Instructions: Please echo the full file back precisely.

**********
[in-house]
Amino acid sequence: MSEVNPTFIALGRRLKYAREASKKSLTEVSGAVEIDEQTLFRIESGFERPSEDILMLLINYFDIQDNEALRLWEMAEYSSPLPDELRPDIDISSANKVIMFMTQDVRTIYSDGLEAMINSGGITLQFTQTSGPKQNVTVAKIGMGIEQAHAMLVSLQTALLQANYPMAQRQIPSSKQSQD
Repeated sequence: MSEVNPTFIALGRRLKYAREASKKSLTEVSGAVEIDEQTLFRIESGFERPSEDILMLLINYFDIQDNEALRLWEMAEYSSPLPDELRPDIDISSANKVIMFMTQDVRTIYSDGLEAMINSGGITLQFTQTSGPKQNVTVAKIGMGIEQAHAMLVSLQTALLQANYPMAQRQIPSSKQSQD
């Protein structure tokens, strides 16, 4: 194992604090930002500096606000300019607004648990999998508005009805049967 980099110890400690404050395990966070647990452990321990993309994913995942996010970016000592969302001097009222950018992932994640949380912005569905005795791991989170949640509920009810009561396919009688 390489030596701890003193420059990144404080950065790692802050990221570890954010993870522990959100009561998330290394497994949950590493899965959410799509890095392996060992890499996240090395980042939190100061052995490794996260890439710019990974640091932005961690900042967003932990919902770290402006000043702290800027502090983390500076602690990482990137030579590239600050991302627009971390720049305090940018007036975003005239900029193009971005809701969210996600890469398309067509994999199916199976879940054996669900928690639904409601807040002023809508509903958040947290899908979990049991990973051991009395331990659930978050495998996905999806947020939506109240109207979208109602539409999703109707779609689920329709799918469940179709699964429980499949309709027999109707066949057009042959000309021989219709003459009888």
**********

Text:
[in-house]
Amino acid sequence: MSEVNPTFIALGRRLKYAREASKKSLTEVSGAVEIDEQTLFRIESGFERPSEDILMLLINYFDIQDNEALRLWEMAEYSSPLPDELRPDIDISSANKVIMFMTQDVRTIYSDGLEAMINSGGITLQFTQTSGPKQNVTVAKIGMGIEQAHAMLVSLQTALLQANYPMAQRQIPSSKQSQD
Repeated sequence: MSEVNPTFIALGRRLKYAREASKKSLTEVSGAVEIDEQTLFRIESGFERPSEDILMLLINYFDIQDNEALRLWEMAEYSSPLPDELRPDIDISSANKVIMFMTQDVRTIYSDGLEAMINSGGITLQFTQTSGPKQNVTVAKIGMGIEQAHAMLVSLQTALLQANYPMAQRQIPSSKQSQD
């Protein structure tokens, strides 16, 4: 194992604090930002500096606000300019607004648990999998508005009805049967 980099110890400690404050395990966070647990452990321990993309994913995942996010970016000592969302001097009222950018992932994640949380912005569905005795791991989170949640509920009810009561396919009688 390489030596701890003193420059990144404080950065790692802050990221570890954010993870522990959100009561998330290394497994949950590493899965959410799509890095392996060992890499996240090395980042939190100061052995490794996260890439710019990974640091932005961690900042967003932990919902770290402006000043702290800027502090983390500076602690990482990137030579590239600050991302627009971390720049305090940018007036975003005239900029193009971005809701969210996600890469398309067509994999199916199976879940054996669900928690639904409601807040002023809508509903958040947290899908979990049991990973051991009395331990659930978050495998996905999806947020939506109240109207979208109602539409999703109707779609689920329709799918469940179709699964429980499949309709027999109707066949057009042959000309021989219709003459009888």